A new chapter in a seedy ongoing saga will be written July 11 (Tuesday) when Mexican pop star Gloria Trevi's former manager and lover Sergio Andrade appears on "Primer Impacto: Edición Nocturna," airing at 10 p.m. EDT on the Spanish-language U.S. television network, Univisión.
Presumably, he'll tell his side of a story whose scandal-ridden combination of sex, drugs and rock en español has shocked Latin America since the beginning of the year.
The cast of characters consists of Trevi, the singer known as the "Mexican Madonna," who has sold 5 million albums and starred in three films; Andrade; and María Raquenel Portillo, a backing singer who goes by "Mary Boquitas."
The trio have been languishing in a Brasilia, Brazil, jail since Jan. 13, fighting extradition back to Mexico.
Andrade is charged with rape, kidnapping and the corruption of 12 underage girls. Trevi and Boquitas are charged as accessories.
Authorities contend that parents of the girls, some as young as 12, had contracted with Trevi, 29, and Andrade, 39, to develop their children's musical careers, and turned their daughters over to the pair for "safekeeping." However, when the girls became part of the Trevi-Andrade "clan," as the two termed it, they were allegedly taken advantage of.
The case revolves around former "clan" member Karina Yapor. In April 1998, Yapor's parents charged that the baby Yapor abandoned in a Madrid, Spain, hospital had been fathered by Andrade when she was 14. Although Andrade and Yapor denied the paternity, the parents demanded a DNA test. Andrade, Trevi and Boquitas then fled Mexico for South America.
After the trio were captured by Interpol in Rio de Janeiro, Brazil, Yapor, now 18, continued to deny that Andrade was the father of her child. However, she changed her story last month, saying that Trevi and Andrade had instructed her to lie, and that they had mistreated her and forced her to have sexual relations with Andrade.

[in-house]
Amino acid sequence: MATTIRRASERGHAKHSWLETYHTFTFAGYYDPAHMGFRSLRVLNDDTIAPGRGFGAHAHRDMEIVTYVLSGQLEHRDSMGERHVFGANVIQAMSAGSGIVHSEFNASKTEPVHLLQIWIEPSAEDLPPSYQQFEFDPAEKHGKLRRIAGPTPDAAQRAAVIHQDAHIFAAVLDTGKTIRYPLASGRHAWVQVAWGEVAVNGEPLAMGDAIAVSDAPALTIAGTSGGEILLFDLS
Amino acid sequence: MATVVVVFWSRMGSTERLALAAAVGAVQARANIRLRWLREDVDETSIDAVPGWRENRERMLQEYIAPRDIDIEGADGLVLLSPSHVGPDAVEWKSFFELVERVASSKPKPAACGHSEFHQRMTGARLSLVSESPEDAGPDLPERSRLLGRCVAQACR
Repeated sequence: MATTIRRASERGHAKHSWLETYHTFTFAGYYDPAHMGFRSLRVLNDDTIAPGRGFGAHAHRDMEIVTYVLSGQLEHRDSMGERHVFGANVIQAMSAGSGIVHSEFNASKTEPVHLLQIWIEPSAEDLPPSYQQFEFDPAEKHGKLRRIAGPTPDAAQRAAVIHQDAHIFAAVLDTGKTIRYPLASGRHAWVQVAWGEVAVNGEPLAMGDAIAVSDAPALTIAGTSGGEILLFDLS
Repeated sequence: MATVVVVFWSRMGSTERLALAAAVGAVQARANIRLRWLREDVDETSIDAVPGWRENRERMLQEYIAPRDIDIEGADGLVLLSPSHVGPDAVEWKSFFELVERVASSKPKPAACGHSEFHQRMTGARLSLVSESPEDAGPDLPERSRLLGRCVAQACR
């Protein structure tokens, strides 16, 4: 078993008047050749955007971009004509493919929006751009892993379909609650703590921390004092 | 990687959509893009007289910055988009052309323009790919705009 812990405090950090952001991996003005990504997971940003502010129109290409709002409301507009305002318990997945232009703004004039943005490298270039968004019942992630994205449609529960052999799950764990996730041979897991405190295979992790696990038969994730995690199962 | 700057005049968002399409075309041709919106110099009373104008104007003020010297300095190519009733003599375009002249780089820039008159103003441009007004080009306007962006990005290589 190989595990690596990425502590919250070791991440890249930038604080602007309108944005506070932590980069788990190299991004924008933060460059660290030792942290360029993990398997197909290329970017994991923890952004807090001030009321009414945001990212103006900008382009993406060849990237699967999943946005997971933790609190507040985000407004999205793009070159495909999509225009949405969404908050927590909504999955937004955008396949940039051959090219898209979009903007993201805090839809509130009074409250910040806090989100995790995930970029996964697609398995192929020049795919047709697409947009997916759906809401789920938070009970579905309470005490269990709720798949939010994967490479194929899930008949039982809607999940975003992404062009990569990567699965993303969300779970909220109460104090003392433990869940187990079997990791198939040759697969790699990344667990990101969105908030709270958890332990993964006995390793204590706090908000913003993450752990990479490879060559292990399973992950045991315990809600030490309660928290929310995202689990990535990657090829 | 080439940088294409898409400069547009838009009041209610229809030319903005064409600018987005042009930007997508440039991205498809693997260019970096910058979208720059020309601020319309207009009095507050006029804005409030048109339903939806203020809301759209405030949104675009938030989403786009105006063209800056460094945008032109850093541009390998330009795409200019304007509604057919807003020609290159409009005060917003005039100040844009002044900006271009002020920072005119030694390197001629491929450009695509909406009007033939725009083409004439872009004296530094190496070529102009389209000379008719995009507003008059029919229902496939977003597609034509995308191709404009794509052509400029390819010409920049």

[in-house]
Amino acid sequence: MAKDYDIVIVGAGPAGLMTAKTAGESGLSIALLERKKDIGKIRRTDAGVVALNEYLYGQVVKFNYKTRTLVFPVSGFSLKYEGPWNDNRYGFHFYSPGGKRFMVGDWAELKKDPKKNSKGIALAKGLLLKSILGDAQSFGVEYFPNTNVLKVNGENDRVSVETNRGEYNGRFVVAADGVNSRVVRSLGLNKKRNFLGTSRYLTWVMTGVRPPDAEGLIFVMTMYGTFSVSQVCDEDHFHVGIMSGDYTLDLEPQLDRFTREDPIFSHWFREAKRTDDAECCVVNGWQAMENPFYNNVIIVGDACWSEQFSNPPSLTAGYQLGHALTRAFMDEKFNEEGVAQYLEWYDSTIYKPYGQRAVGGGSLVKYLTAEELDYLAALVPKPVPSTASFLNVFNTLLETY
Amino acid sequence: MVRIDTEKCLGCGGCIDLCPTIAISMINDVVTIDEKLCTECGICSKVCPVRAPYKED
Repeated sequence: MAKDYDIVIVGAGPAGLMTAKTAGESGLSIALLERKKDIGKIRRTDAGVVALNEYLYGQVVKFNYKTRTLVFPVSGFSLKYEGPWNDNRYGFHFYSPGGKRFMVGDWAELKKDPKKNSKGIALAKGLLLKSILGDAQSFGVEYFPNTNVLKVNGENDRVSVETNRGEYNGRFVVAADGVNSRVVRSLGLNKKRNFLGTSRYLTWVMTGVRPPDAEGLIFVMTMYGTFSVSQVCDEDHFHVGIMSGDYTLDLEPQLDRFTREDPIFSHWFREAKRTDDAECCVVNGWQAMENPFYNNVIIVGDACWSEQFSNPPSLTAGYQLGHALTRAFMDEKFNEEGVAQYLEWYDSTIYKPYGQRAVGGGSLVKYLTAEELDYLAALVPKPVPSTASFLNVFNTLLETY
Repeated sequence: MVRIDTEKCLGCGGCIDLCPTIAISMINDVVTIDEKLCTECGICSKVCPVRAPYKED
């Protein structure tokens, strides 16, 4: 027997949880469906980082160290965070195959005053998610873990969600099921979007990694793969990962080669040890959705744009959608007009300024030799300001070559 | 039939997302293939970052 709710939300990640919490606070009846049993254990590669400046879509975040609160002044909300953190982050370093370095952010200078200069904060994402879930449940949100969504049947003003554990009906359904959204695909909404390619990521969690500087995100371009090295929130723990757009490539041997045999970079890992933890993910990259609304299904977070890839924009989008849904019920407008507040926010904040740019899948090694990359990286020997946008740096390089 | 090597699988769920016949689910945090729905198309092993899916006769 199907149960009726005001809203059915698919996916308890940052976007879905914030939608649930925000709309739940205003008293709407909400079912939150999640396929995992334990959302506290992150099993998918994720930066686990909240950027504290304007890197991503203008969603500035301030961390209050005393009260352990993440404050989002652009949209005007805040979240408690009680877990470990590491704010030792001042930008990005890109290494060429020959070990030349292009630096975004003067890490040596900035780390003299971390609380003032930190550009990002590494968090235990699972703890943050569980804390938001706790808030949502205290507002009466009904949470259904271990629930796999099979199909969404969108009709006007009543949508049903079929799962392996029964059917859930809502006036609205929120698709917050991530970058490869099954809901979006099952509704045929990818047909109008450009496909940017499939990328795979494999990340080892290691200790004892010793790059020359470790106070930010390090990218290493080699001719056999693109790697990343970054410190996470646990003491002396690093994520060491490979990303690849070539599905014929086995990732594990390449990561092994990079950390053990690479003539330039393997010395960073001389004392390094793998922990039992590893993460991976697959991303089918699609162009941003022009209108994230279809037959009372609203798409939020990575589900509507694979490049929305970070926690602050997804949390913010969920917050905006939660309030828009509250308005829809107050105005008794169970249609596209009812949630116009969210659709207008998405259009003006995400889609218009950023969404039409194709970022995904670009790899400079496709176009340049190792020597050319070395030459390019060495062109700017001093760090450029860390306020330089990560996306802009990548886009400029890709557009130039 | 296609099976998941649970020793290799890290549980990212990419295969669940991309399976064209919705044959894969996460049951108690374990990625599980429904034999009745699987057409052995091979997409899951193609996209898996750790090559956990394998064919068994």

Yapor has now dwelled at length on her story. A two-part interview with her concluded Saturday on "El Ojo del Huracan," an hour-long newsmagazine on TV Azteca, the Mexican network that first broadcast her parents' charges.
Even the venue for Andrade's appearance today makes a statement. Univisión is associated with Mexico's Televisa, which is engaged in a high-profile battle over the Trevi story with rival TV Azteca. Some observers suspect the two networks have chosen sides on the issue.
"Primer Impacto" dispatched its two anchors, María Celeste Arraras and Myrka Dellanos, to Brasilia, where they conducted a four-hour interview with Andrade. Trevi declined to be interviewed.
"He resists all the accusations his victims have made, everything that has been said against him," Arraras told the Mexico City newspaper Reforma. She added that Andrade, who was hospitalized in late May after reportedly being almost completely paralyzed by stress, appeared "fragile."
Andrade did "on various occasions fix his gaze on the cameras to direct himself to Karina [Yapor]," Arraras said.
Other Accusations Surface
Other attacks on Trevi and Andrade came soon after they fled Mexico. Journalist Rubén Aviña came out with "Aline: La Gloria por el Infierno," a book that detailed Trevi's purported path from glory to "hell" from the point of view of Andrade's former protégé and later ex-wife, Aline Hernández. Since that time, accusations of abuse have come from not only Mexico but also from Spain and Chile.
Born Gloria de Los Angeles Treviño Ruiz in Monterrey, Mexico, Trevi is no stranger to scandal. Nicknamed "La Atrevida" (The Bold One), Trevi first tasted success in Mexico in 1989 with her single "Dr. Psiquiatra" (RealAudio excerpt).
She went on to establish a rebellious, sexy, wild-haired image with such Andrade-produced songs as "Pelo Suelto" (Loose Hair) (RealAudio excerpt) and albums as Mas Turbada Que Nunca (More Disturbed Than Ever), released in the United States in 1994, and No Soy Monedita de Oro (I'm Not Made Out of Gold), a remix-dominated collection released last fall.
Trevi's catchy music and larger-than-life image appealed especially to children, although her series of mostly clothes-free calendars, beginning in 1992, attracted an older audience.
According to a report earlier this year in the Buenos Aires newspaper Clarin, Trevi once was the girlfriend of Amado Carrillo Fuentes, head of the "Cartel de Juárez," who had supposedly laundered millions of dollars in drug profits by buying real estate in her name.
For his part, Andrade was a powerful force in the Mexican music industry, and well connected politically; his brother, Eduardo Andrade, was a senator influential in the PRI, the party that ruled Mexico until last week's elections.
"The hell is just beginning," Clarin quoted Luis Treviño, Trevi's brother, as saying. "Gloria knows many things about very important people and she can talk."